95. Well, ladies, I think if we tallied up this data we would find the CBA is correct. The majority of you prefer the 1800s. But it seemed we had an unexpected number of WWII girls and a nice handful of medieval lovers. Might those be the next trends on the horizon???

  96. Dina, Thank you for your informative blog! I am writing a novel set in the 1700's in Charles Town. Do you by any chance have the set time periods for Regency, Edwardian,Victorian and their American counterparts if different?
    I assume my wip would be called the Colonial Period. I love the old South, too, and most historicals. Thanks much!
    Elva Cobb Martin, South Carolina

  97. Elva: Yes, yours would be Colonial, which is reasonably marketable. Regency is considered around 1800-1830 in England. The height of that period would be in the middle of the range. Victorian is pretty much the second half of the 1800s in England. And Edwardian (not an expert here) is early 1800s until around WWI, again in England. Someone else might actually know more about this. We don't usually use those terms for America, although I think especially in the East, the cultures are very similar.

  98. Enjoyed your post--especially since I am writing historical romance. I agree with your comment about adding little details about the time and place. I just finished reading Maggie Brendan's "Deeply Devoted" and, having visited Cheyenne, I found the details about the early city very interesting. Thank you!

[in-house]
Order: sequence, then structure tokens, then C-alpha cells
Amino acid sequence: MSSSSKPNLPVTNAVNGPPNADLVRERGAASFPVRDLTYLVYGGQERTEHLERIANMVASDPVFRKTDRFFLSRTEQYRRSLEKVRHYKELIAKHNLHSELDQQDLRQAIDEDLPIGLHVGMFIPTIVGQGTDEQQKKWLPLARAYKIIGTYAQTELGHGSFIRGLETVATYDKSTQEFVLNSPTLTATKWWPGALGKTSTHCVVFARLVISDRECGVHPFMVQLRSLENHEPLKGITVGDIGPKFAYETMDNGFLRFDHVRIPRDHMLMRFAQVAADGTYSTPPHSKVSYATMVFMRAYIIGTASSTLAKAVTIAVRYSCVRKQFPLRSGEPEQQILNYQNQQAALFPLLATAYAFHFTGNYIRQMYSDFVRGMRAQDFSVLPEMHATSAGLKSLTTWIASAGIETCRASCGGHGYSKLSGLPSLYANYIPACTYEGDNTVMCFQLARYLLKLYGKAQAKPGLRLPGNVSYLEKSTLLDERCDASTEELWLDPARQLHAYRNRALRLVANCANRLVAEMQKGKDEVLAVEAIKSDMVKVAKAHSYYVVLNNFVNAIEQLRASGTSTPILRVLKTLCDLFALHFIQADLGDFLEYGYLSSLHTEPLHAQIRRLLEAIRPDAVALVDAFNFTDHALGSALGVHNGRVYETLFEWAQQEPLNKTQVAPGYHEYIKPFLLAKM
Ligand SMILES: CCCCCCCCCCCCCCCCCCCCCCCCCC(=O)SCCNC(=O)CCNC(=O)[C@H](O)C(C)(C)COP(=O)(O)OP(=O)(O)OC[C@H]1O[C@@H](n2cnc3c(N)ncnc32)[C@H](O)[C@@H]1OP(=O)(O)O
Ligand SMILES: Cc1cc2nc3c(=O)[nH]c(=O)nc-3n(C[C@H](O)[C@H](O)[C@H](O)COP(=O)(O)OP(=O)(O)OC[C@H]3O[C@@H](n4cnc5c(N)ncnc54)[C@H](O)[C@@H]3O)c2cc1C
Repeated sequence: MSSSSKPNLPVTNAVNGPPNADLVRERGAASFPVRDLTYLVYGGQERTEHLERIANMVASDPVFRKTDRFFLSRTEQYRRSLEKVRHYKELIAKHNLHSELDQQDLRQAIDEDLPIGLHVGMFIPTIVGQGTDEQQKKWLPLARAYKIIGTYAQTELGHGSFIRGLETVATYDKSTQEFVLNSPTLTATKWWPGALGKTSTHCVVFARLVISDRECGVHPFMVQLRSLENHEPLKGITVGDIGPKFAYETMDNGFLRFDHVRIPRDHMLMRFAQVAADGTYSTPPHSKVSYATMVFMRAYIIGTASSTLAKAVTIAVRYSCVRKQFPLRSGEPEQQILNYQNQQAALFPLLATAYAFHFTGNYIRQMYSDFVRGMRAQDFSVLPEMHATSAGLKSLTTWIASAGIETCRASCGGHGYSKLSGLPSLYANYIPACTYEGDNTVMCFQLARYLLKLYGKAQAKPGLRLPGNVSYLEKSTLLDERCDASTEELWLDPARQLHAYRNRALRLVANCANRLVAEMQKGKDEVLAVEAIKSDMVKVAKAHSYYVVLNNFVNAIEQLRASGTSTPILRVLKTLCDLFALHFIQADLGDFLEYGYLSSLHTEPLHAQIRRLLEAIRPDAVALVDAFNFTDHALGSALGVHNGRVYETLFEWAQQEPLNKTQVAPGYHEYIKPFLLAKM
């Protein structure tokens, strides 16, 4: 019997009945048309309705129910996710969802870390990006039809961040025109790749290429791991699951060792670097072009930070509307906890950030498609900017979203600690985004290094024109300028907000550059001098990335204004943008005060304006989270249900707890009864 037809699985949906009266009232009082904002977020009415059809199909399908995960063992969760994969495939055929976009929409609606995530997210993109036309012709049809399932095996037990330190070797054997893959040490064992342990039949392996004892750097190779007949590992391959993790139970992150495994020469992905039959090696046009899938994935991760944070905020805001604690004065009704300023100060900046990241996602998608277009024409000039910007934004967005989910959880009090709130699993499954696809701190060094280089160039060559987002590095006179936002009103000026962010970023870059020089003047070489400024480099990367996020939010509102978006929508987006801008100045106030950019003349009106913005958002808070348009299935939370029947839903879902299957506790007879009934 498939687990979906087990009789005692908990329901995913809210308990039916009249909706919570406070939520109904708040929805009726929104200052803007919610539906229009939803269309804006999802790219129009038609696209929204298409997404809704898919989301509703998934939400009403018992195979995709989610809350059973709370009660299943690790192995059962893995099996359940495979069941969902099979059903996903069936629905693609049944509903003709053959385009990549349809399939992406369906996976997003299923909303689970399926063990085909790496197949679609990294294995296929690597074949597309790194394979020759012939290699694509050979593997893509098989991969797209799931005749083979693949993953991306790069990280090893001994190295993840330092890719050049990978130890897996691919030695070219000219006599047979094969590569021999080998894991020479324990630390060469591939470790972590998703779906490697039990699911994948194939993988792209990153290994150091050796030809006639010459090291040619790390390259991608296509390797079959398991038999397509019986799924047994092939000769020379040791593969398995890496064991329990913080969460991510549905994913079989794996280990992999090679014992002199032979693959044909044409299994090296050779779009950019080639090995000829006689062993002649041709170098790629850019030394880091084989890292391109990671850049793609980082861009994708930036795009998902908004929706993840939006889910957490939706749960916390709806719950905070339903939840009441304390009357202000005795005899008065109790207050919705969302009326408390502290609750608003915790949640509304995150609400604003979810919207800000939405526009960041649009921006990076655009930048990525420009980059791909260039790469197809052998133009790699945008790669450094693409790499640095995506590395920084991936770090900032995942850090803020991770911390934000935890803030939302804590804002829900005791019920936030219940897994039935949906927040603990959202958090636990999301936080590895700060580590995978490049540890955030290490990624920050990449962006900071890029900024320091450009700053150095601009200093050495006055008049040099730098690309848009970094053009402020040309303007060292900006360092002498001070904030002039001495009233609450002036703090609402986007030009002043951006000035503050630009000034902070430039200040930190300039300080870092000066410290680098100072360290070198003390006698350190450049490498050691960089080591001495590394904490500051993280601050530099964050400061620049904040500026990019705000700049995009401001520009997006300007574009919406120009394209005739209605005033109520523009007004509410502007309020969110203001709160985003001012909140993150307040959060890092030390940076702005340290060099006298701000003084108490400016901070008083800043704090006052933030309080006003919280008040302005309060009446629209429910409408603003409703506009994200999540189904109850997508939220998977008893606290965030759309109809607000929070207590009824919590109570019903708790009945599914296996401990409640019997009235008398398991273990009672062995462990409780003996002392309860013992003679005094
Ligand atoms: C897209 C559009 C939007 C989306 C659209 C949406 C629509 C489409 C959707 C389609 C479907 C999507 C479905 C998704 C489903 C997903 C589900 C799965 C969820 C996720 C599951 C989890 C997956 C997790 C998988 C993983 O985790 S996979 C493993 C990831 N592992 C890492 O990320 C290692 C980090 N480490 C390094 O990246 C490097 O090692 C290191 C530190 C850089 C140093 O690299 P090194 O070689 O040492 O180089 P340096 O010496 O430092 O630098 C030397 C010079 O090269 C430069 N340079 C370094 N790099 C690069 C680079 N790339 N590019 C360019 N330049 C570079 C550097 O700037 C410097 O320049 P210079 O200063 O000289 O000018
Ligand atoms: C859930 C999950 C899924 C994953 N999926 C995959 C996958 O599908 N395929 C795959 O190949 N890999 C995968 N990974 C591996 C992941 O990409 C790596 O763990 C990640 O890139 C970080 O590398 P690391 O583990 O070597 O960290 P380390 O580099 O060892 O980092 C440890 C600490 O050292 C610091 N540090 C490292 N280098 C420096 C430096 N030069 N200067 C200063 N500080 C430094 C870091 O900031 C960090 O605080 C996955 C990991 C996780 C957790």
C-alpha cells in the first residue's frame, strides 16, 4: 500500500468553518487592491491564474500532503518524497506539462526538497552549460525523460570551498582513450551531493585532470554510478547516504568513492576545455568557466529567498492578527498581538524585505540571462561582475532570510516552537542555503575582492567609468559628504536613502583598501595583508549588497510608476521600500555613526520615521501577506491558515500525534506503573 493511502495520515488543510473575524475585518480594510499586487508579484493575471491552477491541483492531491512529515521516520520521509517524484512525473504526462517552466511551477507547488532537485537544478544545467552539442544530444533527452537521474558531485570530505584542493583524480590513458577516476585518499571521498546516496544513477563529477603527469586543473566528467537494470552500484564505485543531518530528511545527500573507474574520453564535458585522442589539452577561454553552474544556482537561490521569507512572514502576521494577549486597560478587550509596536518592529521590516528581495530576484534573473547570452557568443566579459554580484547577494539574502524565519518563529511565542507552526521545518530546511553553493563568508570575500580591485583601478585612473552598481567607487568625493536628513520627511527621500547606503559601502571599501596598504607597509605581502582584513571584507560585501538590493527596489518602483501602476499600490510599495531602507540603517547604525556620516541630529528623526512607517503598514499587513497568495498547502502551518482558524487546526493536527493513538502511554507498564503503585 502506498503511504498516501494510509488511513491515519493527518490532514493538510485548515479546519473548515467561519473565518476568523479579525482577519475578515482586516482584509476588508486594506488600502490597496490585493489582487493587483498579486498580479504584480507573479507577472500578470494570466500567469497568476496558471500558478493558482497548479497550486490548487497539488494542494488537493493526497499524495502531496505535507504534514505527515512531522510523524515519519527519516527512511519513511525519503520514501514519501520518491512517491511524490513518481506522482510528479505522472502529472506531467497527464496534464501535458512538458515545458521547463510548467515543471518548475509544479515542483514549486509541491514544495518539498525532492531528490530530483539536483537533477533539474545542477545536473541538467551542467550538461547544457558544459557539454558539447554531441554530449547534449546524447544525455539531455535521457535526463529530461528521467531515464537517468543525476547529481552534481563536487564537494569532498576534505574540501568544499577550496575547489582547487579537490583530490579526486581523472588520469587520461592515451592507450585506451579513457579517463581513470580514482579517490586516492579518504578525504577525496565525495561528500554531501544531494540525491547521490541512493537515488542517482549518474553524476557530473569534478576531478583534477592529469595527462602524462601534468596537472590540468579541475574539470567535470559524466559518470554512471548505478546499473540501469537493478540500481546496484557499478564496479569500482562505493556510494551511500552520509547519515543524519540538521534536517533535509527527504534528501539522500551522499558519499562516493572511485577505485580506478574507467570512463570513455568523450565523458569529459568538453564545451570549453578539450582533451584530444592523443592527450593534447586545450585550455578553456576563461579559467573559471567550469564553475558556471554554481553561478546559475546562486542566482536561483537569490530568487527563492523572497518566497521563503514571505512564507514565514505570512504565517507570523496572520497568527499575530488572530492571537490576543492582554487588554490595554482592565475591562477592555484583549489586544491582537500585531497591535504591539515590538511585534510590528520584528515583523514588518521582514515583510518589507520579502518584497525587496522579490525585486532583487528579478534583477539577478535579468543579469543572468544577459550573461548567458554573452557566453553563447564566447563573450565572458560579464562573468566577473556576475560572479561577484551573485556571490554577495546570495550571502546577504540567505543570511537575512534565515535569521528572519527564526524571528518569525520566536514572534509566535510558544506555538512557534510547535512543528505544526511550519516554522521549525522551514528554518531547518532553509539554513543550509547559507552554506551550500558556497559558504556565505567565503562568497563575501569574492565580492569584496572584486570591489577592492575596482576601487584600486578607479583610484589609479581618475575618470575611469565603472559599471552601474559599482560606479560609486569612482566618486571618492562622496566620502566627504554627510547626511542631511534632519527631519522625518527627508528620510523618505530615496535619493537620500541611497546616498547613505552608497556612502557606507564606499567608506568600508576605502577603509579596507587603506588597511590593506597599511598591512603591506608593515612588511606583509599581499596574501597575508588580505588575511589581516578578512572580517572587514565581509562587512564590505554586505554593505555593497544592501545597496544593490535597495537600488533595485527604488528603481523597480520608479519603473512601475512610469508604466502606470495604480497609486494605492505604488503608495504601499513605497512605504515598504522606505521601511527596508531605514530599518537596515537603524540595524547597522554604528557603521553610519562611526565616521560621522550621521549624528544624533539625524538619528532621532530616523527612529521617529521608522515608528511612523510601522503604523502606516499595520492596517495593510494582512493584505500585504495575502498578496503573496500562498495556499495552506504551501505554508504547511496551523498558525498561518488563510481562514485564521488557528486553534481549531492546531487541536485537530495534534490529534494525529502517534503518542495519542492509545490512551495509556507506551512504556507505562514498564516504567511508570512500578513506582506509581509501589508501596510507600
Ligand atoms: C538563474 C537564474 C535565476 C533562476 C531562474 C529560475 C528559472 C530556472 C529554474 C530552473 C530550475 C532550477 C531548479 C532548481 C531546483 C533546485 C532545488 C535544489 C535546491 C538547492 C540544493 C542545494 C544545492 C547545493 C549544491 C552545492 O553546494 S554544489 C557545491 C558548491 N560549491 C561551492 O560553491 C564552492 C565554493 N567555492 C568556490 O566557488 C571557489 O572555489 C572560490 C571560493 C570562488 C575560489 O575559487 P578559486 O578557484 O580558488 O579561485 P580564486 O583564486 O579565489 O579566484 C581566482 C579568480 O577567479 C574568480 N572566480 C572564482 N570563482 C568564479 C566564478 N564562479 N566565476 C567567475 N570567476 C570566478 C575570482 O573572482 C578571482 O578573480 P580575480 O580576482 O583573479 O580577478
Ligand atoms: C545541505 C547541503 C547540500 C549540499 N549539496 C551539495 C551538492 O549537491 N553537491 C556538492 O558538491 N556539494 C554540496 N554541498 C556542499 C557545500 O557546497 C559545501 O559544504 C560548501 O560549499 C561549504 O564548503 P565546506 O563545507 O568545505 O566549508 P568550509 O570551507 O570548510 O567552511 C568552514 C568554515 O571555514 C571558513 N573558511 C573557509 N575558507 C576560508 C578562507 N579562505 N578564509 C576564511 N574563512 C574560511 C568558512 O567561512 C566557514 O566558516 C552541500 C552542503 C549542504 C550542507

99. Sherida: Yes, I love those touches. They really bring things to life. On the other hand, I'm not always as fond of the books that are mostly about the history or a specific real person. I love when the story takes precedent.

  100. I love historical romances set during the 1900s. Thanks for having the giveaway.


  101. I love historical novel set in the 1800's, frontier or English.

  102. My favoirite historical period is the early 1900's. I loved the clothes, the cars, everything about that period.

  103. Rose, Jan, and Edwina: Thanks for adding your input to our little informal survery :) The cars do make the 1900s fun.

  104. Looks like Stephanie Queen Ludwig is the winner!!! Stephanie, I didn't see an email address for you, so please contact me at dinasleiman at gmail dot com . Let me know if you'd like a Kindle or Nook version of Love in Three-Quarter Time or a print or any sort of ebook version of Dandelion.

  105. Not having an eReader, I would like a paperback copy of Dance of the Dandelion. Please enter me in the drawing for this book, please. My favorite genre is Historical Fiction. My favorites are mail-order brides, orphan trains, and Ellis Island immigrant stories. Kathleen